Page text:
On Thursday, December 5, 2019 at 10:36:53 AM UTC-5, Richard Hershberger wrote:
> Not a specific maker,
Well, now, wait a minute....
> but an example of equipment influencing the development of a game is the baseball glove. Catchers started wearing pairs of gloves in the 1870s, cutting
> off the fingers so they could better throw the ball. Manufacturers started making purpose-designed gloves, still matched pairs, with some padding in the
> palms and serious thought put into the seams, which bit into the flesh. Then around 1884 some unsung genius realized
So that means this COULD be credited to a specific person. We just don't know who it was, but maybe some day we will.
> that the left-hand glove (for a right-handed thrower) could be a full glove, and heavier. This rapidly grew into a full padded pillow mitt, while catchers
> gradually abandoned the right-hand glove entirely. It also wasn't long before infielders, and then outfielders, started wearing mitts and gloves on their left
> hands. There was some talk in the early 1890s of outlawing them for anyone other than catchers, or perhaps catchers and first basemen, but the end result
> in 1895 was merely to regulate their size and construction.
> Up to that point this development was entirely outside the scope of the rules. It also had a huge effect on the game. One can speculate how the game would be
> different if only catchers and first basemen could wear hand protection. Small ball strategies would work a heck of a lot better, for one.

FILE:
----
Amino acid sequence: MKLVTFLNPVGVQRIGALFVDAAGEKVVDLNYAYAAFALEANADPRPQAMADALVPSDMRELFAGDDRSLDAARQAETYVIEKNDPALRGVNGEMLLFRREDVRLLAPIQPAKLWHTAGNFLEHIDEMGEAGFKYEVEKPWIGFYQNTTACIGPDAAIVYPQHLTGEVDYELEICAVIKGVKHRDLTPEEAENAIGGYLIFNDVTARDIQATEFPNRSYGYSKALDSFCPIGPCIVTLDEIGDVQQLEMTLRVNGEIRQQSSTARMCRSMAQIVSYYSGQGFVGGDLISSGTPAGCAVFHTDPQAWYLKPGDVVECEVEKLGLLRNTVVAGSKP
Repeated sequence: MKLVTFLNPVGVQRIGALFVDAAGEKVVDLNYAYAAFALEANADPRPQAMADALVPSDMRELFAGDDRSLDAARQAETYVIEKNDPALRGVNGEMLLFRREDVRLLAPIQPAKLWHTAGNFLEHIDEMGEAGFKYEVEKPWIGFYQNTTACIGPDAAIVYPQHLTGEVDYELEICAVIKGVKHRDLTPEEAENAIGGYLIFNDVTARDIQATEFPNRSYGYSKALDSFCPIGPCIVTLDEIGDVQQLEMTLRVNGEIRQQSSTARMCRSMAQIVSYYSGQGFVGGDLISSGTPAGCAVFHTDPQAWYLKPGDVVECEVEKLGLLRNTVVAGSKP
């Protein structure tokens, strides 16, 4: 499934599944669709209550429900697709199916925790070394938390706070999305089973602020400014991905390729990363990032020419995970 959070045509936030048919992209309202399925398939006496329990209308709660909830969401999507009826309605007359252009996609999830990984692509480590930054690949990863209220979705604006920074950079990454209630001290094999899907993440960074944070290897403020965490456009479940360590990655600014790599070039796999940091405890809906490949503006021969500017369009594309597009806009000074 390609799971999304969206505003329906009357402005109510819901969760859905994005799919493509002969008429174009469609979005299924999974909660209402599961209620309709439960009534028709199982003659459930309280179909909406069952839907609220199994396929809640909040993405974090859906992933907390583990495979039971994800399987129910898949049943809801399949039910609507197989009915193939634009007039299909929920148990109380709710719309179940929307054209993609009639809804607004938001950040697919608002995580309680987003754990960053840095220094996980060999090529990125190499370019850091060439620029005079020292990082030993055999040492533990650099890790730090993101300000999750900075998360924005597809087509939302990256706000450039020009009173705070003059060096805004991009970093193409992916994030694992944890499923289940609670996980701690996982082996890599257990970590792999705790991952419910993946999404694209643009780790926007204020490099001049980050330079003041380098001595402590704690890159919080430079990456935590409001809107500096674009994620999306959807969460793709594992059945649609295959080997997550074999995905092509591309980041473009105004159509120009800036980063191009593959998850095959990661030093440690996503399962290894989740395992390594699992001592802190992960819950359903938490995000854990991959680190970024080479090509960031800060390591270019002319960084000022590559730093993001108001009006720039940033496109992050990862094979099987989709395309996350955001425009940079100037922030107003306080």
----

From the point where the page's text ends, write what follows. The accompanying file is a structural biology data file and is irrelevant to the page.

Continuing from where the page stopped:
> The influence goes beyond baseball. Toss a ball at any strapping American lad. He will instinctively catch it one-handed, with his non-dominant hand.
> This seems normal due to baseball gloves, but it actually is really weird. Toss a ball at a strapping English lad and he will catch it two-handed, as it is done in cricket.
> I offer to any budding detective novelists this idea for our hero to suss out the true origin of the suspect.
Good one! I was thinking about the development of balls for baseball and for table tennis. It was only recently that I learned Parker Brothers does not have
a defensible trademark on Ping Pong, but that the term was in common use as a synonym for table tennis in India.
What stick out for me are "odd" measurements for layouts of play fields. I haven't investigated, but the fact that so many of the distances in use in the
field markings for hurling and Gaelic football are integer multiples of 7 yards suggests some traditional Irish unit of length measure. The one I'd really like
to know about, though, is the 18'6" for the width of the goals in rugby (and by derivation American and Canadian) football. Like, did they use some fence post
holes and later find them to be that far apart? But there IS a story about the 23'4" wide goals used for decades in NCAA and then Federation football; they
recently reverted to 18'6".
David Nelson records that the rules committee decided to widen the goals to 24' -- a nice round measurement equaling 8 yards and the width of soccer goals --
and then after adjourning, reconvened in a semi-kosher way to alter that to 23'4". But it's John Waldorf who explains, if he may be believed, that the
revision was made necessary by someone outside the committee who wondered what they'd be using for lumber, when standard 2" X 4" boards came 24' long. What
that implies is that they needed to be nailed or screwed together with overlap, the crossbar going fully across the width of each 4" wide upright. While that
is indeed how rugby goals were traditionally built, I've seen plenty of American and rugby football goals where the ends of the crossbar were simply flush to the
inner faces of the uprights, and that was commonly done at the time of the proposed change as well. And that's how soccer goals were constructed of 4" X
4" lumber until very recently too.
So this is a mystery whose "solution" leaves something to be desired. Let alone how the twenty-FIVE foot wide goals for Epler's Six Man Football were built!
Bob in Andover